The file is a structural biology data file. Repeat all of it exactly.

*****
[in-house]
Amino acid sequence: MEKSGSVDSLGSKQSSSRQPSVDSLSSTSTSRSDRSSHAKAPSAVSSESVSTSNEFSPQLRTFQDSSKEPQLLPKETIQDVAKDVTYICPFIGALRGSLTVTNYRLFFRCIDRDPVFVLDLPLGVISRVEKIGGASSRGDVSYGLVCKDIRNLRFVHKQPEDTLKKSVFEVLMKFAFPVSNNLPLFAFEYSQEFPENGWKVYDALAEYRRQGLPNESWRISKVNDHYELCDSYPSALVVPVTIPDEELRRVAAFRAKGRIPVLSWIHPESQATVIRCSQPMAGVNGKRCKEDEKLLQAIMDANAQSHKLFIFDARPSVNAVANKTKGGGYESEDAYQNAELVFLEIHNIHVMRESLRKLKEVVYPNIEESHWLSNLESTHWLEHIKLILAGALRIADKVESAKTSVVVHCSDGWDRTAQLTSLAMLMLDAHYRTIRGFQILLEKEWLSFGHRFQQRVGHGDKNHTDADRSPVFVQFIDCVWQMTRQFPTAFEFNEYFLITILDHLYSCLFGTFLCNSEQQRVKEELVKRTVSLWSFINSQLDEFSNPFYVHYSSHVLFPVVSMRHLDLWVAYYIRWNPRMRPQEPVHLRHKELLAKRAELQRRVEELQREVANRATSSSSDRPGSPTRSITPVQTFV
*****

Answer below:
[in-house]
Amino acid sequence: MEKSGSVDSLGSKQSSSRQPSVDSLSSTSTSRSDRSSHAKAPSAVSSESVSTSNEFSPQLRTFQDSSKEPQLLPKETIQDVAKDVTYICPFIGALRGSLTVTNYRLFFRCIDRDPVFVLDLPLGVISRVEKIGGASSRGDVSYGLVCKDIRNLRFVHKQPEDTLKKSVFEVLMKFAFPVSNNLPLFAFEYSQEFPENGWKVYDALAEYRRQGLPNESWRISKVNDHYELCDSYPSALVVPVTIPDEELRRVAAFRAKGRIPVLSWIHPESQATVIRCSQPMAGVNGKRCKEDEKLLQAIMDANAQSHKLFIFDARPSVNAVANKTKGGGYESEDAYQNAELVFLEIHNIHVMRESLRKLKEVVYPNIEESHWLSNLESTHWLEHIKLILAGALRIADKVESAKTSVVVHCSDGWDRTAQLTSLAMLMLDAHYRTIRGFQILLEKEWLSFGHRFQQRVGHGDKNHTDADRSPVFVQFIDCVWQMTRQFPTAFEFNEYFLITILDHLYSCLFGTFLCNSEQQRVKEELVKRTVSLWSFINSQLDEFSNPFYVHYSSHVLFPVVSMRHLDLWVAYYIRWNPRMRPQEPVHLRHKELLAKRAELQRRVEELQREVANRATSSSSDRPGSPTRSITPVQTFV